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Please use this identifier to cite or link to this item: http://hdl.handle.net/10023/2885
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JazeelAbdul-JabbarAl-JomardPhDThesis.pdf35.26 MBAdobe PDFView/Open
Title: A critical edition of 'Al-ta'rīkh al-islāmī al-mukhtasar' by Shihāb al-Dīn Abū Ishāq Ibrāhīm ibn 'Abdullāh ibn Alī ibn Abī al-Dam al-Hamawī (583/1187-642/1244)
Authors: Al-Jomard, Jazeel Abdul Jabbar
Supervisors: Jackson, D. E. P.
Issue Date: 1984
Abstract: This thesis presents a critical edition of a medieval Arabic text, which is widely known under the insufficiently attested title "al-Ta'rikh al-Muzaffari'.. It is ascribed to a celebrated historian and scholar of the first half of the 7th/13th century, Shihab al-Din abu Ishaq Ibrahim b. abi al-Dam al-Hamawi al-Shafi'i (583/1187-642/1244), 40 a native and Qadi (judge) of Hamah. The thesis consists of two parts, the introductory study and then the text. The introductory study facilitates the understanding of the problems the text raises and clarifies the more important issues surrounding it. The first chapter is intended to serve as a historical background. A brief account, therefore, of the Ayyubid empire, together with a brief history of Hamah, Ibn abi al-Dam's native town, is presented to shed light on the author's time. The second chapter of the introduction is devoted to examining the author's life. The sources concerning this part of the study are few. Some of the author's own works are still missing, others are at present inaccessible. From the obtainable works either printed or in MSS, a reconstruction of the author's life and times has been made. Sections I and 2 of the third and final chapter of the introductory study discuss the reliability of the ascription of the work to Ibn abTal-Dam and the controversial question of whether the title is original, and if it is not, what other title it could have had. The rest of this chapter has been devoted to Investigating and examining the MSS. in which the text has been preserved and transcribed ever since the original was composed. In the absence of the original, I have chosen the oldest and in my opinion, the most complete of the only five surviving copies so far identified and located. This copy, which is referred to in this thesis by the abbreviation Bo, was written in (695/1295) by a native of Hamah, 53 years after the death of the author. All the other four are almost definitely of a more recent date. The second part of this thesis is the text, edited on the basis of the oldest MS. which is preserved in the Bodleian Library at Oxford. The text has been transcribed retaining the conventions, orthographic and grammatical of the copyist wherever possible. Additions and modifications have been avoided unless in their absence the sense of the passage is obscured to the point of incomprehensibility. In these cases other copies, A. of Alexandria Municipal Library, E. of Edinburgh University Library, and Rand P2. of Bankipore Public Library were consulted and all differenced between these MSS. , however minor, are shown and detailed in the footnotes. The text, then is supplemented by indices of towns, places, tribes, sects and nations, which are followed by a bibliography and maps.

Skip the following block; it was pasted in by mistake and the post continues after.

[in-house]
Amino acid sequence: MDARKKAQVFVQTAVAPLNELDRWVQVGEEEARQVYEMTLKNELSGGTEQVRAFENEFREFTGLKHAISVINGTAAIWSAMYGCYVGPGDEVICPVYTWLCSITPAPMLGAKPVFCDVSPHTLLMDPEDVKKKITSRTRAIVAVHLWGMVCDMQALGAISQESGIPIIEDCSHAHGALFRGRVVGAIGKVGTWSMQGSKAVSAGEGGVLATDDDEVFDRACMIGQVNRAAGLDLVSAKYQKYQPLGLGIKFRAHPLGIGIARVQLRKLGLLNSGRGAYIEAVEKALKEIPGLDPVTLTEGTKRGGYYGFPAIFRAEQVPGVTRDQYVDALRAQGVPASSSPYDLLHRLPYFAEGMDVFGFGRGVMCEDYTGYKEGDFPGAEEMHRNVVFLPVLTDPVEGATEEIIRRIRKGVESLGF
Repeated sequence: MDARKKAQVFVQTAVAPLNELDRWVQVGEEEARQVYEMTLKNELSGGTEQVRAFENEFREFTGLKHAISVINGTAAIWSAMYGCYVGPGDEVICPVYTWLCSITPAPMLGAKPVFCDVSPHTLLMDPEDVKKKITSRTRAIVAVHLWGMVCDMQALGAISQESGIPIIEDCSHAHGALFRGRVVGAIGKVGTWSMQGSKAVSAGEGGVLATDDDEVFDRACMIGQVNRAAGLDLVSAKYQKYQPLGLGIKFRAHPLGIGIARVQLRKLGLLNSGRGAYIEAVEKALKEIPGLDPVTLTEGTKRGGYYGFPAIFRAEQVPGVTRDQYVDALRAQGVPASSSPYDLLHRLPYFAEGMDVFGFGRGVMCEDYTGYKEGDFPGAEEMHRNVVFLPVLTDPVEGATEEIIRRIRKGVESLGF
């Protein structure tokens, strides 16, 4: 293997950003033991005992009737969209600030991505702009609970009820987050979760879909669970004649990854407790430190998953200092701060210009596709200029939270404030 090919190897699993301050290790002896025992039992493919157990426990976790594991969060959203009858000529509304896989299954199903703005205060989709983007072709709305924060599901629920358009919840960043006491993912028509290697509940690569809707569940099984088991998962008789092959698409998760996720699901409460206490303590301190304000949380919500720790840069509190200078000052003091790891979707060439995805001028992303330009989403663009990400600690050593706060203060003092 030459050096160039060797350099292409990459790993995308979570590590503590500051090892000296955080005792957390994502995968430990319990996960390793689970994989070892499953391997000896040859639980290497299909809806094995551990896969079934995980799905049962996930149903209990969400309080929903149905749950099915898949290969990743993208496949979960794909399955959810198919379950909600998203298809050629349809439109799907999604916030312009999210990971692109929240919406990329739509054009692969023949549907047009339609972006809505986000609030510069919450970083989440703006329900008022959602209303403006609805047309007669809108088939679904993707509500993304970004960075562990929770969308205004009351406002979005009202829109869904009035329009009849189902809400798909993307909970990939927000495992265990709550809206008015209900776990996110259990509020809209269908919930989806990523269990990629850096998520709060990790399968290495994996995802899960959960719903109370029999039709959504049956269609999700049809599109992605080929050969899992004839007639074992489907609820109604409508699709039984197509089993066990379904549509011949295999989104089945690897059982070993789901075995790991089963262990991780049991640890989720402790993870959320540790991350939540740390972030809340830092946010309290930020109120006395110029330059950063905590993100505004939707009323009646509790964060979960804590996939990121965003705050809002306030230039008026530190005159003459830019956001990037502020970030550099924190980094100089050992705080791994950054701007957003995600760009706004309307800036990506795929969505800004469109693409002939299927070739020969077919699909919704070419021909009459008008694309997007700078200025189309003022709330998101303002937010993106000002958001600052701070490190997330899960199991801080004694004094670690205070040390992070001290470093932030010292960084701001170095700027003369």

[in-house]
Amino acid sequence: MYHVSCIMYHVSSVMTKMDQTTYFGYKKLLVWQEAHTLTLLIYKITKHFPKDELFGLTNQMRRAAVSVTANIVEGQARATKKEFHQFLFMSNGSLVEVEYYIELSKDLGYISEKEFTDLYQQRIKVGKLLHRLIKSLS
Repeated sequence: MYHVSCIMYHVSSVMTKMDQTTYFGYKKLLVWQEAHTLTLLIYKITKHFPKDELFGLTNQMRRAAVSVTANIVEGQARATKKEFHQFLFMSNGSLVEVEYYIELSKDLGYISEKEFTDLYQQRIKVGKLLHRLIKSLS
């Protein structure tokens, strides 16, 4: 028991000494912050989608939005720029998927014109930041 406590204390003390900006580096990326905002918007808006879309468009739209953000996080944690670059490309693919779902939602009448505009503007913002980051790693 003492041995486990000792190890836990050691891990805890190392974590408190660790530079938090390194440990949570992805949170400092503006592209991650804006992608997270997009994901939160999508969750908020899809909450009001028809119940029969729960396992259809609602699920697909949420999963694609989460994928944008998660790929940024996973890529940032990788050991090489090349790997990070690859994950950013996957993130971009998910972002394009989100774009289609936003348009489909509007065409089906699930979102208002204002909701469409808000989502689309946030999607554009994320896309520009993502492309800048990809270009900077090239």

URI: http://hdl.handle.net/10023/2885
Type: Thesis
Publisher: University of St Andrews
Appears in Collections:Middle Eastern Studies Theses
Arabic Theses



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